The Supreme Court gave a big victory to criminal defendants last week when it held in Riley v. California that the police need a warrant to search a cell phone incident to arrest. But now lower courts are turning to the remedy question: Who actually gets to benefit from the new case? For many defendants who had their phones illegally searched, the victory in Riley will be a symbolic one. They won’t get the benefit of the new case. And that may include Riley himself.
The culprit is the continued expansion of the good-faith exception to the exclusionary rule. In Davis v. United States, the Supreme Court ruled that the exclusionary rule is not available if a search is ruled unconstitutional but it was authorized by “binding appellate precedent” at the time the search occurred. As I explained in this post, some lower courts have interpreted Davis to apply broadly even when no binding appellate precedent authorized the search. Under these cases, relatively few defendants will get the benefit of the Riley rule. Even Riley himself may not get the benefit of his own decision.
Consider United States v. Clark, 2014 WL 2895457 (E.D. Tenn., June 26, 2014), handed down the day after Riley. In 2013, an officer arrested Clark for unlawful possession of a handgun. Clark had a smartphone in his pocket, and the officer looked through the call logs and text messages of the phone incident to Clark’s arrest. The defendant moved to suppress the evidence found in the phone. Now that Riley has been decided, it is clear that the officer’s search of the smart phone was unconstitutional. Nonetheless, the district court ruled that the exclusionary rule doesn’t apply and the evidence comes in. No binding appellate precedent told the officer that he could search the phone. So Davis doesn’t directly apply. But the court ruled that the evidence should be allowed in anyway because the officer took the stand and explained that he thought the search he made was lawful. The magistrate judge believed the officer’s testimony that he really believed he had the legal authority to conduct the search. The district court defers to that credibility finding and concludes that such a belief was reasonable. Because an officer could have reasonably had that belief in 2013, when the search occurred, the exclusionary rule is not appropriate and the evidence comes in.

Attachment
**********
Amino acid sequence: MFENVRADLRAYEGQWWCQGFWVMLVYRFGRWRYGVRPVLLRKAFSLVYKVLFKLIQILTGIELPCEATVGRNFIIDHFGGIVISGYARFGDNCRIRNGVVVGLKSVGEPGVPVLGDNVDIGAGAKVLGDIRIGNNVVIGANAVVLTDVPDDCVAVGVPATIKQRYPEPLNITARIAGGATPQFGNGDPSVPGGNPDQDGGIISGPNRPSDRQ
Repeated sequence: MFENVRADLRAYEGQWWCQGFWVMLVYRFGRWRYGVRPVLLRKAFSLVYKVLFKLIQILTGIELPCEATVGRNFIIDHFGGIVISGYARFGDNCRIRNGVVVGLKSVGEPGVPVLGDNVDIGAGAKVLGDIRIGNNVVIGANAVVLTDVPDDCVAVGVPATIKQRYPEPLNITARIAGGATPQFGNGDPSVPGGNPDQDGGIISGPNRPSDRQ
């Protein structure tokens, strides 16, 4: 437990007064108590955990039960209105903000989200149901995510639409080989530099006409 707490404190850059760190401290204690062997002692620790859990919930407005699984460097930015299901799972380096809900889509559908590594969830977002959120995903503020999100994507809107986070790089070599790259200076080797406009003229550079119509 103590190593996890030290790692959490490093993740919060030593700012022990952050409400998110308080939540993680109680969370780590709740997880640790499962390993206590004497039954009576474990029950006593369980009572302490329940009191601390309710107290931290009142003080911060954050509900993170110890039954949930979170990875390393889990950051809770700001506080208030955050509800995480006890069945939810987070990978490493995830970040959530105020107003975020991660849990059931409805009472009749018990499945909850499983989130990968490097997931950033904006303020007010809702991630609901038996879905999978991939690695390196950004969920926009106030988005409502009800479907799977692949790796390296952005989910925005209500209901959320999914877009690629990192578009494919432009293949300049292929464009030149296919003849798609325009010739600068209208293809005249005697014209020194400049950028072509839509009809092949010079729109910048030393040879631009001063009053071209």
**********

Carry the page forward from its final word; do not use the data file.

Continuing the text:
Importantly, there’s nothing stopping that same reasoning from applying to Riley’s own case on remand. If anything, the case for suppression in Clark is stronger than that in Riley. By the time of the search in Clark, there was a deep circuit split on the legality of searches incident to arrest. Weeks earlier, the Supreme Court had granted cert in Riley and Wurie to settle the question. In contrast, Riley was searched in August 2009, back when the Fifth Circuit had held that such searches were permissible and no contrary appellate authority existed.
Of course, none of this means that Riley won’t get relief. Lower courts are deeply divided on the scope of Davis, and it may be that the California courts will rule that Riley should get the benefit of the rule announced in his case. But they might not. It all depends how courts interpret Davis and its good-faith exception. As always, stay tuned.